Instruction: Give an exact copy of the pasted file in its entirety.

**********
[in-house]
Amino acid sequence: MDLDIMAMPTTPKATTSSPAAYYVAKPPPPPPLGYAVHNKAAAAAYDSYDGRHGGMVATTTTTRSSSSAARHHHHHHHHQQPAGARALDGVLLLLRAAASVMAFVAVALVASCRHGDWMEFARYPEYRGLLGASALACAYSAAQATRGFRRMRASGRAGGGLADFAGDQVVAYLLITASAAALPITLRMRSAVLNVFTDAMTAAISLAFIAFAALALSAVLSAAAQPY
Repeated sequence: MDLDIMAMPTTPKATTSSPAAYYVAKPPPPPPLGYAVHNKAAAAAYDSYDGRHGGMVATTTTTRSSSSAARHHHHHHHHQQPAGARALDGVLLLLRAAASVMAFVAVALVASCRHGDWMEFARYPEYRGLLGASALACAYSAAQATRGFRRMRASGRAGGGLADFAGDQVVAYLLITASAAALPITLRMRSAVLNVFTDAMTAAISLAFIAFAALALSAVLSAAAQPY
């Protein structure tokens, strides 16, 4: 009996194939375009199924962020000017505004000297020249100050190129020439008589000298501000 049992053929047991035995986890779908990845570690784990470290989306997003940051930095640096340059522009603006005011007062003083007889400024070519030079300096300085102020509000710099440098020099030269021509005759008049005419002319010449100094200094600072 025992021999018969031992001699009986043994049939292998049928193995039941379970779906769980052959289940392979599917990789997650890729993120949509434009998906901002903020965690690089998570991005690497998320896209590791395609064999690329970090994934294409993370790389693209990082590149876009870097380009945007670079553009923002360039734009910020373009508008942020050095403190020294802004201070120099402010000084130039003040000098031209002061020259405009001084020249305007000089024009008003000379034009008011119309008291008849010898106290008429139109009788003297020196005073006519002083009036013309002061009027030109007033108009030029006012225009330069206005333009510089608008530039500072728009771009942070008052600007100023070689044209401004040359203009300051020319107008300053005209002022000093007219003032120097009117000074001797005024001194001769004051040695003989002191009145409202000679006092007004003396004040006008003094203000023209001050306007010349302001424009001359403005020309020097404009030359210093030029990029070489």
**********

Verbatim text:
[in-house]
Amino acid sequence: MDLDIMAMPTTPKATTSSPAAYYVAKPPPPPPLGYAVHNKAAAAAYDSYDGRHGGMVATTTTTRSSSSAARHHHHHHHHQQPAGARALDGVLLLLRAAASVMAFVAVALVASCRHGDWMEFARYPEYRGLLGASALACAYSAAQATRGFRRMRASGRAGGGLADFAGDQVVAYLLITASAAALPITLRMRSAVLNVFTDAMTAAISLAFIAFAALALSAVLSAAAQPY
Repeated sequence: MDLDIMAMPTTPKATTSSPAAYYVAKPPPPPPLGYAVHNKAAAAAYDSYDGRHGGMVATTTTTRSSSSAARHHHHHHHHQQPAGARALDGVLLLLRAAASVMAFVAVALVASCRHGDWMEFARYPEYRGLLGASALACAYSAAQATRGFRRMRASGRAGGGLADFAGDQVVAYLLITASAAALPITLRMRSAVLNVFTDAMTAAISLAFIAFAALALSAVLSAAAQPY
């Protein structure tokens, strides 16, 4: 009996194939375009199924962020000017505004000297020249100050190129020439008589000298501000 049992053929047991035995986890779908990845570690784990470290989306997003940051930095640096340059522009603006005011007062003083007889400024070519030079300096300085102020509000710099440098020099030269021509005759008049005419002319010449100094200094600072 025992021999018969031992001699009986043994049939292998049928193995039941379970779906769980052959289940392979599917990789997650890729993120949509434009998906901002903020965690690089998570991005690497998320896209590791395609064999690329970090994934294409993370790389693209990082590149876009870097380009945007670079553009923002360039734009910020373009508008942020050095403190020294802004201070120099402010000084130039003040000098031209002061020259405009001084020249305007000089024009008003000379034009008011119309008291008849010898106290008429139109009788003297020196005073006519002083009036013309002061009027030109007033108009030029006012225009330069206005333009510089608008530039500072728009771009942070008052600007100023070689044209401004040359203009300051020319107008300053005209002022000093007219003032120097009117000074001797005024001194001769004051040695003989002191009145409202000679006092007004003396004040006008003094203000023209001050306007010349302001424009001359403005020309020097404009030359210093030029990029070489």